Richard Strogin thinks it will make the area look too commercial.
John Kosciol likes that there will be sidewalks so people can walk to nearby stores.
Donna Lipidarov thinks it will bring more business to the bank she manages.
John Burrell worries it may draw more traffic to an already busy road.
There were many opinions from attendees at a public informational meeting Thursday at Mariner United Baptist Church about the upcoming road-widening project on Mariner Boulevard between Mayberry Road and Cortez Boulevard.
Audrey Hill, one of several dozen residents and business owners at the meeting, had mixed feelings about the plan.
She likes the addition of sidewalks and the idea of widening the busy road. Her main concern is that the county will be cutting down trees in the woods behind her home to make room for a water retention basin.
"The beauty of the woods will be gone," she said.
Over the years, she said, the woods have attracted all kinds of birds and an occasional fox.
"I'll miss that part of it," she said.
Judy Norsworthy said she's all for the project, but she worries it may trigger sinkholes.
"When it's finished, it will be beautiful," she said. "In the meantime, it'll be aggravation."
"I'm a little upset," said Richard Strogin, a resident of Mariner Boulevard. "It's going to look too commercial when they finish."
Instead of a center turn lane, he had hoped officials would put in a grassy median with trees, such as the one on Northcliffe Boulevard.
Like several residents at the meeting, John Burrell said his real estate agent never told him there was a right of way owned by the county for widening the road to five lanes.
If residents didn't know, they should have, said Chris Wert, an engineering coordinator for the county.
The right of way was set aside by the Deltona Corp., developers of Spring Hill, for a road widening, Wert said. It is on the deeds to all the properties.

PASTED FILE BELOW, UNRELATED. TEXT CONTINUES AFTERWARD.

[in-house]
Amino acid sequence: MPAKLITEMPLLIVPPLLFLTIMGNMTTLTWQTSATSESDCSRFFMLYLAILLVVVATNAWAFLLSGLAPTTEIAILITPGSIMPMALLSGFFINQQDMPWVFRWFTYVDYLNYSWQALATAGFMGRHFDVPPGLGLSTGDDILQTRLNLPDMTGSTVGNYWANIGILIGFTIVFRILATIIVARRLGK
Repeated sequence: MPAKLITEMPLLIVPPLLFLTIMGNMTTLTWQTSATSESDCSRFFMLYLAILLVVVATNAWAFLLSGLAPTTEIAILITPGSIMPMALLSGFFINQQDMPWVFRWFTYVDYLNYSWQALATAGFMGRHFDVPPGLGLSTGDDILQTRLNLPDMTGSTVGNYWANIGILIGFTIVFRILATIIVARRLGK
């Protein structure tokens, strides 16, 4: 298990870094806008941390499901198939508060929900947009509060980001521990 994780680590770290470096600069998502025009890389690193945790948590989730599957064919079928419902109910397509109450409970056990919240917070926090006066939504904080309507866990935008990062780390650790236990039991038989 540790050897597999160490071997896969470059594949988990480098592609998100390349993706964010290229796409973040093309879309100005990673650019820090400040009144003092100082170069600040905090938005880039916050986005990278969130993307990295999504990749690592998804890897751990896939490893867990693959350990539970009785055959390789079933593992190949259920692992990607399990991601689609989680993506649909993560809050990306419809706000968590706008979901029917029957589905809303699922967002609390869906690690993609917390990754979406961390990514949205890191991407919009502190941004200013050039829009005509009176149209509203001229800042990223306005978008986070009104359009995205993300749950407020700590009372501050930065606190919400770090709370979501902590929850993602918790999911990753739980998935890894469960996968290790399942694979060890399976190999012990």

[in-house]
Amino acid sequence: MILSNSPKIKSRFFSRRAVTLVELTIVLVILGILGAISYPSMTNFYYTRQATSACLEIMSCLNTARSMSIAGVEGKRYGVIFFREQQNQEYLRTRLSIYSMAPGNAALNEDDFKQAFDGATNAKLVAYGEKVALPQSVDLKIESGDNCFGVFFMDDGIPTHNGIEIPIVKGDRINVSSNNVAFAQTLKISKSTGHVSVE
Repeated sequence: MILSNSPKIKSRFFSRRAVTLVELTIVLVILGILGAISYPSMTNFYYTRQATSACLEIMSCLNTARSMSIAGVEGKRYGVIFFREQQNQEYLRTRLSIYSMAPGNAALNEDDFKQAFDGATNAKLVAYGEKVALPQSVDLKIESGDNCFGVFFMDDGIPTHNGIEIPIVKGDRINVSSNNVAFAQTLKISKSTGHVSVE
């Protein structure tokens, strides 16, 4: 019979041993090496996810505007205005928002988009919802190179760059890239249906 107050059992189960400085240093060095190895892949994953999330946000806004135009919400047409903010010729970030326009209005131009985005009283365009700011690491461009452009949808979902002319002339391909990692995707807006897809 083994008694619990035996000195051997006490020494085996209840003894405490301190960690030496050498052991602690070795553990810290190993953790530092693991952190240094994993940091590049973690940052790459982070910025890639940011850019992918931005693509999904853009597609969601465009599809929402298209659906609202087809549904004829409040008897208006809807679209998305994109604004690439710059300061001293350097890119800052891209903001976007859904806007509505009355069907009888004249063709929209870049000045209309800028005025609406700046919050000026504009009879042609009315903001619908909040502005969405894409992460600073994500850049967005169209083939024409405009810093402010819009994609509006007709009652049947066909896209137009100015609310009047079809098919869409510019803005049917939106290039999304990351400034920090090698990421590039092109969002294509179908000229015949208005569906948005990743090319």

Wert assured residents and business owners that Mariner Boulevard will remain open throughout construction and that access to all driveways will be maintained.
Construction is slated to begin in two weeks with the relocation of water and sewer lines. Road construction will not begin until mid-July. The project should be completed by next May, Wert said.
"It is most definitely needed," said Donna Lipidarov, manager of the Capital City Bank on Mariner Boulevard.
She said she's expecting a few customer complaints during construction but once finished, "this should improve business," she said.
Allen Minckler, the property manager of new office space on Mariner, concurred. His concern is that public sewers won't be constructed at the same time. Sewers would open up additional land for parking, he said.
Tom DiLuzio of Florida Water Services said putting in sewers is the state's decision.
When Deltona built Spring Hill, he said, the area north of Seagate Street was not intended for residential development, and no public sewers were constructed. Sewers probably will be mandated someday, he said, but "you never know when."